Colonial Constitutionalism And Constitutional Law, Mary Sarah Bilder Sep 2008

Colonial Constitutionalism And Constitutional Law, Mary Sarah Bilder

Boston College Law School Faculty Papers

This essay reconsiders the transformation of colonial constitutionalism to Constitutional Law. The transformation of constitutional law does not map neatly onto the 1776 - 90 period. This essay argues that the transformation was less the result of the admittedly important invention of a written constitution than of three less apparent transformations. A first essential transformation in constitutionalism occurred long before 1776 when seventeenth-century colonists created a new conception of the written and published charter as the location of authority and liberties. A second essential transformation occurred only after 1790 when appeals in judicial cases began to be publicly reported in print ...


Nowhere To Hide: Overbreadth And Other Constitutional Challenges Facing The Current Designation Regime, Ilya O. Podolyako Sep 2008

Nowhere To Hide: Overbreadth And Other Constitutional Challenges Facing The Current Designation Regime, Ilya O. Podolyako

Student Scholarship Papers

This Article examines the legal foundation and policy implications of the President’s power to designate terrorist organizations. These administrative actions carry severe repercussions because of the criminal prohibition on knowingly providing material support to the designated entities, codified at 18 U.S.C. § 2339B. Due to the overlap of the President’s Commander-in-Chief power to block enemy assets and specific Congressional authorization of such actions, the designations themselves appear to be immune from constitutional challenges. It is the addition of concomitant criminal sanctions, however, that drastically expands the potency of the designations and turns them into an effective national ...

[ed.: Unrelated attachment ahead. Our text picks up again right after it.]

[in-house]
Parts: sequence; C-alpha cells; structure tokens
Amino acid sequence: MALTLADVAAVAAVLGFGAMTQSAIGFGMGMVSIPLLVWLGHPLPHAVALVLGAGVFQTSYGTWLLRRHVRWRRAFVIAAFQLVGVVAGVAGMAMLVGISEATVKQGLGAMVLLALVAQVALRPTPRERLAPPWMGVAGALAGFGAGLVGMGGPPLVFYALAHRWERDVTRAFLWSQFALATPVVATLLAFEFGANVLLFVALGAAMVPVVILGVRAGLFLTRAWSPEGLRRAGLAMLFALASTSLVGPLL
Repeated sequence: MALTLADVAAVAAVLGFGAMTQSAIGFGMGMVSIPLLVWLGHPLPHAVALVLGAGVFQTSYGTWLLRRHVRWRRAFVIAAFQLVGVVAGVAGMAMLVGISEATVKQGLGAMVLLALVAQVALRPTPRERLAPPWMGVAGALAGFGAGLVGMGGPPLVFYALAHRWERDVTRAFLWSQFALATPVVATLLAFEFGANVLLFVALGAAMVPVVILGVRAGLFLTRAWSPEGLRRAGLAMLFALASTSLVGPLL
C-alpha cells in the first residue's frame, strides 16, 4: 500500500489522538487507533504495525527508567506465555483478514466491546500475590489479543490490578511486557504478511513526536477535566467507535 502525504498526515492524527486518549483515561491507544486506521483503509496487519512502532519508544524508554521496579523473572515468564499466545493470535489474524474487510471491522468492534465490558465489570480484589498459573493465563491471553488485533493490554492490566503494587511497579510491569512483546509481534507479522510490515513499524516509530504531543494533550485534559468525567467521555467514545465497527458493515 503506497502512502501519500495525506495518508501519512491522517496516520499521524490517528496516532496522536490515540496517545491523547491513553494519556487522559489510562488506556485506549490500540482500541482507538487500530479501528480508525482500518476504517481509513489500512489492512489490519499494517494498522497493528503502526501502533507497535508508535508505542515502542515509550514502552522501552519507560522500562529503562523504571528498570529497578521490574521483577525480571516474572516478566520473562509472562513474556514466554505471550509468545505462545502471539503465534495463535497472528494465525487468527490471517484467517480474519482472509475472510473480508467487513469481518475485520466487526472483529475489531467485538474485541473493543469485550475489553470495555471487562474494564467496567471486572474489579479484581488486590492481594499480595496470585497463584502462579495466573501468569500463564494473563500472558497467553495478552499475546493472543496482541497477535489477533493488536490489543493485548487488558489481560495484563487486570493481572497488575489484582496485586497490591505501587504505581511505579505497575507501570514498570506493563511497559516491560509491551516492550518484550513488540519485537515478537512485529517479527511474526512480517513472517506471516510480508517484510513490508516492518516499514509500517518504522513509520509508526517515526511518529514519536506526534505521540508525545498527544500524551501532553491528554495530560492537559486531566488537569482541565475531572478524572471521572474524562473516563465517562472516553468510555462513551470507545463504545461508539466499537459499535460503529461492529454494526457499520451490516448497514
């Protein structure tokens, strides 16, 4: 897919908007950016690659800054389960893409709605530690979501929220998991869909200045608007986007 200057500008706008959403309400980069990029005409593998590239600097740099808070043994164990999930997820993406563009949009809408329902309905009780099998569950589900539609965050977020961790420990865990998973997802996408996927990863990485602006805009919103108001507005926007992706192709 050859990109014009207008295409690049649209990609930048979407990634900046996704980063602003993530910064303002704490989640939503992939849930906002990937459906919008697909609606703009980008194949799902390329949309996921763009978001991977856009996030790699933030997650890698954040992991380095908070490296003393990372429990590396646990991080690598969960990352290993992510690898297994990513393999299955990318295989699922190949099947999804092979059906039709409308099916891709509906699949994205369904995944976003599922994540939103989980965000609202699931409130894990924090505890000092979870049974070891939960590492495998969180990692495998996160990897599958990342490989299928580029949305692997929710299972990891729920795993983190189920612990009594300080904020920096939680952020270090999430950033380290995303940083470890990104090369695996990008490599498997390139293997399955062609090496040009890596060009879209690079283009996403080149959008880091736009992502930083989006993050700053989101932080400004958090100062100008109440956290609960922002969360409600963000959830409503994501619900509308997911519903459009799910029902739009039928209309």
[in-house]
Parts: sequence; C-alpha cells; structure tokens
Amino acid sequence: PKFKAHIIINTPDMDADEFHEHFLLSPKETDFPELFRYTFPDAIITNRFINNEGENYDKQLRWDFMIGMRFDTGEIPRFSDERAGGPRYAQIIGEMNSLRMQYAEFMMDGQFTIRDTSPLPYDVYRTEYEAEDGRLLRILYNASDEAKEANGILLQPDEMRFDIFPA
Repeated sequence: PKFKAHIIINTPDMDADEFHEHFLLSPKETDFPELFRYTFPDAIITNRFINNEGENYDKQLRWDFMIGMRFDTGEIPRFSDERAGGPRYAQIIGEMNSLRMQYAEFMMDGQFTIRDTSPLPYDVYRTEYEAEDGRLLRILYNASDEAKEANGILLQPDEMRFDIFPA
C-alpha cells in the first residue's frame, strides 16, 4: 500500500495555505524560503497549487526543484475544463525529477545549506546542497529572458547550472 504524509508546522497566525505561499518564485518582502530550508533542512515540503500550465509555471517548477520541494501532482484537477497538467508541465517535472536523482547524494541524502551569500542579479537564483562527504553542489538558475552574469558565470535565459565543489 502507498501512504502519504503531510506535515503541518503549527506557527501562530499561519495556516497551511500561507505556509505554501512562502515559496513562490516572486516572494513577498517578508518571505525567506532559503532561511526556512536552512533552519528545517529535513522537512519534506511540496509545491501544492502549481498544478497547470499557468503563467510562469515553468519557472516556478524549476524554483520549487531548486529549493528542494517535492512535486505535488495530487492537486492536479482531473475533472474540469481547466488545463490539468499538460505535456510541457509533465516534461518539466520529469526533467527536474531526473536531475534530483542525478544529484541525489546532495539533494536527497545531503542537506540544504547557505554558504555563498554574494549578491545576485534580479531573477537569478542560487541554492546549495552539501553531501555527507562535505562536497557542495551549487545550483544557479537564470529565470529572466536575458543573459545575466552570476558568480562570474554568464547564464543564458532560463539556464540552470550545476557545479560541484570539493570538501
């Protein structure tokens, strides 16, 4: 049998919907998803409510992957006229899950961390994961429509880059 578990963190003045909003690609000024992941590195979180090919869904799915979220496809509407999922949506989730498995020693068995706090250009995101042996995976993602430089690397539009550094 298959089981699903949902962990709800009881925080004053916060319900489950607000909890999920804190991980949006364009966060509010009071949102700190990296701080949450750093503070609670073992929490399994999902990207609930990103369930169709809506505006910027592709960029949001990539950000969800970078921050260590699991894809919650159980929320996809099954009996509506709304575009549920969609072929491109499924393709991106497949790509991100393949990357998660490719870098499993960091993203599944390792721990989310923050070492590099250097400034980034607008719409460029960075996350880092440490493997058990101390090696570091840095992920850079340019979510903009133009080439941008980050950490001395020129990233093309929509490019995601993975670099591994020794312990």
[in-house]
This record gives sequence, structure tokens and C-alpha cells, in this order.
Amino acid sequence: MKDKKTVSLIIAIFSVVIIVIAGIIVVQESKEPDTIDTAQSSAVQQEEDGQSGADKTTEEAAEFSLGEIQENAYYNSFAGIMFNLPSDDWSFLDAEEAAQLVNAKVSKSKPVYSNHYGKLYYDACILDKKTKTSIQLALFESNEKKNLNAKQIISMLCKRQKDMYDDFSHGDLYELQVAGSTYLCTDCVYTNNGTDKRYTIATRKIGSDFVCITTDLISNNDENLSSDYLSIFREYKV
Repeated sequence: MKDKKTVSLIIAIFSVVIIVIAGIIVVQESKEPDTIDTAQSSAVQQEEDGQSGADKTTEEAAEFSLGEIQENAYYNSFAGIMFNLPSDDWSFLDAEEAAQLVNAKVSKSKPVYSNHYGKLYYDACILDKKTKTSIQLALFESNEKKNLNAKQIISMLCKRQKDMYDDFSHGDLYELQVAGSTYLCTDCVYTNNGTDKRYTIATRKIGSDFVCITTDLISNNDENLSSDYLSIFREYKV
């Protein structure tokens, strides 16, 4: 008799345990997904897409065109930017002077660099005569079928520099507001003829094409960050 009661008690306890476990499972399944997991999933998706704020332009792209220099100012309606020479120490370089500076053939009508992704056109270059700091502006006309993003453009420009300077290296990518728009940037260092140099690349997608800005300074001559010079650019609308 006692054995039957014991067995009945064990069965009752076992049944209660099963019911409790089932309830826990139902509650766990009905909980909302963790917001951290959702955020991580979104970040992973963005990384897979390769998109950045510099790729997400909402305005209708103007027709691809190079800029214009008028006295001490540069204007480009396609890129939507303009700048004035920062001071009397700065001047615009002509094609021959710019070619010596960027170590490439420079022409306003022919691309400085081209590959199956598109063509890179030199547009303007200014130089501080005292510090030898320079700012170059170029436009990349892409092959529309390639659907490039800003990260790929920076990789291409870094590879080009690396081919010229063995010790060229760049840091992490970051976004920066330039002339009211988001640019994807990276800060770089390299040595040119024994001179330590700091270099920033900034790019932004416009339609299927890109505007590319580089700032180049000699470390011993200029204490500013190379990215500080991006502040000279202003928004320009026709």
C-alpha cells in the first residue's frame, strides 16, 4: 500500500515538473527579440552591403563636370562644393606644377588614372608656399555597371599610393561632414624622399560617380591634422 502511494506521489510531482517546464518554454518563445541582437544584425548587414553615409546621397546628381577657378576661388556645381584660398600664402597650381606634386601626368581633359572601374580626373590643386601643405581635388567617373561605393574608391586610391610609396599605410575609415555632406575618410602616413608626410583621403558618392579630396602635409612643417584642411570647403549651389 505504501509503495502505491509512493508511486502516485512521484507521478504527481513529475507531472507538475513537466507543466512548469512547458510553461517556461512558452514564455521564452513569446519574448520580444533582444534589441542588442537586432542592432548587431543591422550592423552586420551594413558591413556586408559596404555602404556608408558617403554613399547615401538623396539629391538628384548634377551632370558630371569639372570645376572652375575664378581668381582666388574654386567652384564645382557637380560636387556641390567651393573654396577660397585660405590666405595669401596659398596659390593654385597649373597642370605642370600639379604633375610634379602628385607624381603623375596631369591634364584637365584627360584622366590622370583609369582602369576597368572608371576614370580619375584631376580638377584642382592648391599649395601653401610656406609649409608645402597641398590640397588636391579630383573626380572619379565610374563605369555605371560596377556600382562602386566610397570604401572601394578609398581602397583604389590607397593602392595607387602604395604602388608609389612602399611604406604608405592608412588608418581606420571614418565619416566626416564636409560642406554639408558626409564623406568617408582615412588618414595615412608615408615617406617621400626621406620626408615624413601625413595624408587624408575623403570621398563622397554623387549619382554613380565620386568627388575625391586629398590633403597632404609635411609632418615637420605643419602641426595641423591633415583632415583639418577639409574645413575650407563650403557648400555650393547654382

Mark Tushnet's Thurgood Marshall And The Rule Of Law, Mary L. Dudziak Sep 2008

Mark Tushnet's Thurgood Marshall And The Rule Of Law, Mary L. Dudziak

University of Southern California Legal Studies Working Paper Series

This essay, written for a symposium issue of the Quinnipiac Law Review on the work of Mark Tushnet, takes up Tushnet’s writings on Thurgood Marshall. Tushnet’s body of scholarship on Marshall includes two books, Making Civil Rights Law: Thurgood Marshall and the Supreme Court, 1936-1961, and Making Constitutional Law: Thurgood Marshall and the Supreme Court, 1961-1991; an edited collection: Thurgood Marshall: His Speeches, Writings, Arguments, Opinions and Reminiscences; and many articles and essays. Tushnet follows Marshall from his early career as a civil rights lawyer through his service on the United States Supreme Court, focusing more than other ...


New Voices In Politics: Justice Marshall's Jurisprudence On Law And Politics, Elizabeth Garrett Sep 2008